Source: Netflix/ Festival international du film d’animation-Annecy
This piece contains spoilers for Season 6 of “BoJack Horseman.”
CW: mental illness
Five years ago, Netflix released an animated series about a middle-aged anthropomorphic horse struggling to find meaning in his life after a brief moment of sitcom fame. I can only imagine how persuasive creator Raphael Bob-Waksberg must have been to successfully pitch this concept, which is one of the most absurd TV setups of all time.
That show, of course, is “BoJack Horseman,” and after half a decade on Netflix, it has established itself as one of the most heartfelt and intelligent shows of the 21st century. Although it centers on a fictional Hollywood populated by cartoon animals, “BoJack” is TV’s most accurate portrayal of loneliness, depression and the dark side of the entertainment industry. Its combination of clever, laugh-out-loud comedy and genuinely tear-jerking moments makes the series one of the best of all time.
Sadly, “BoJack” is coming to an end. Netflix released the first half of the final season last month and will release the second half in January. But fortunately, the writers are at the top of their game in the first half of Season 6, which is shaping up to be one of the show’s best. The beginning of the final season has everything that caused viewers to fall in love with “BoJack” in the first place. The comedic moments poke fun at capitalism, Americans’ obsession with celebrities and more, while the darker moments continue to peel back the layers of BoJack’s troubled psyche.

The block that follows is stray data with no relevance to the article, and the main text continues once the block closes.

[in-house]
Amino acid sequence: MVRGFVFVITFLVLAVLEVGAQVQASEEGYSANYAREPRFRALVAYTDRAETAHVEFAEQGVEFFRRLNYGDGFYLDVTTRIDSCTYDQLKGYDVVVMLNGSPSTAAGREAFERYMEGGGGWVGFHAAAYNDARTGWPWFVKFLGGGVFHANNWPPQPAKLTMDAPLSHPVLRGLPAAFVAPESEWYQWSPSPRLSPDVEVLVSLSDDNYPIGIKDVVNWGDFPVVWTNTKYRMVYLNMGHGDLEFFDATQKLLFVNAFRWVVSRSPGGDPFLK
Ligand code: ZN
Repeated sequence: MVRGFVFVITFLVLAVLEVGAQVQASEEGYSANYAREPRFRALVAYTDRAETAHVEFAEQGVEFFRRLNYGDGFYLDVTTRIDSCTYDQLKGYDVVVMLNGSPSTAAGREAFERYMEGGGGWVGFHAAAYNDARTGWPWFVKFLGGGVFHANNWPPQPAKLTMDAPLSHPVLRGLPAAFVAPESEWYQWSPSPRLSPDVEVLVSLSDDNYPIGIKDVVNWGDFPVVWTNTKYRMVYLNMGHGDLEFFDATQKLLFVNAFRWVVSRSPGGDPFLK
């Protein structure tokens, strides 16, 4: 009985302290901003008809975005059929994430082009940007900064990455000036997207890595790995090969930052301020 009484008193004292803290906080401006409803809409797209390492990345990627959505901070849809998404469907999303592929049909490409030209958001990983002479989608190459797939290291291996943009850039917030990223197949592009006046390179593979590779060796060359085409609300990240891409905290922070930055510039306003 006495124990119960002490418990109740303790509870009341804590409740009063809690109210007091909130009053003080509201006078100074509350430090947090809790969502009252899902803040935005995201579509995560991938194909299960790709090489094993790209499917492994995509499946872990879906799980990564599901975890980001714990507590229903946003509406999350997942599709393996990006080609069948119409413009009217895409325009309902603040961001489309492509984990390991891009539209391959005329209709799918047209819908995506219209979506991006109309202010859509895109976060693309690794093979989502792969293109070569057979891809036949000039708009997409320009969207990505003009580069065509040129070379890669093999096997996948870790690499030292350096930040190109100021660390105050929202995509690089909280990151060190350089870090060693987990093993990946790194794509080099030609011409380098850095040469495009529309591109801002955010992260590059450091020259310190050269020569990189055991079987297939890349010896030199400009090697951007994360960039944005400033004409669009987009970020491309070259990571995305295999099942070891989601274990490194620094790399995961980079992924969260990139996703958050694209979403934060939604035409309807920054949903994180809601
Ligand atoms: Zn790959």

Although BoJack’s character arc is unprecedentedly uplifting for most of the first half’s eight episodes, the final moment of the last episode is one of the series’ darkest and most powerful.
The supporting characters’ arcs are also excellent. Among other plotlines, Diane starts coming to terms with her depression and Princess Carolyn finds new meaning in life as a single mother. As a result, there’s not a dull moment in the season — all eight episodes are emotionally affecting in one way or another.
And although none of the season’s episodes are series-defining standouts — like Season 5’s “Free Churro,” Season 4’s “Time’s Arrow” and Season 3’s “That’s Too Much, Man!” — they’re consistently entertaining. In other words, while “BoJack” writers aren’t doing anything groundbreaking with the first part of Season 6, they’re sticking to what the show does best. And when that show is among the best of the century so far, there’s nothing wrong with that.
What truly makes “BoJack” stand out is its portrayal of mental illness, and Season 6 continues that trend. BoJack and Diane both struggle with depression, and the show continues to provide a refreshingly authentic portrayal of their mental health issues. While both characters are starting to recover, it’s a long, complicated process, and we can see that neither of them will ever be completely “cured.” For a show whose main character is a horse, “BoJack” is one of the most human shows on TV.
Season 6 also explores how society’s treatment of mental illness mixes with celebrity culture. Diane, for instance, receives little support for her depression from anybody except her boyfriend because she’s not a celebrity. However, media outlets are quick to name movie star Mr. Peanutbutter, who doesn’t actually struggle with mental health problems, as “the face of depression” because he feels bad about cheating on his girlfriend. This is a cynical but painfully honest commentary on the negative effects of celebrity culture. While celebrities get support from millions of adoring fans for problems that don’t really exist, ordinary people often suffer in silence. It’s exactly the sort of profound truth you wouldn’t expect to see in a cartoon about a horse, and that’s “BoJack” at its hilarious, biting prime.
Season 6 of “BoJack” started off on a near-perfect note. With the show ending in a few short months, I’m both dreading and looking forward to January. In a show characterized by rapid ups and downs, it’s impossible to know whether the finale will be heartwarming or tragic. Regardless of the note on which the series ends, Netflix will feel emptier in a post-”BoJack” world.
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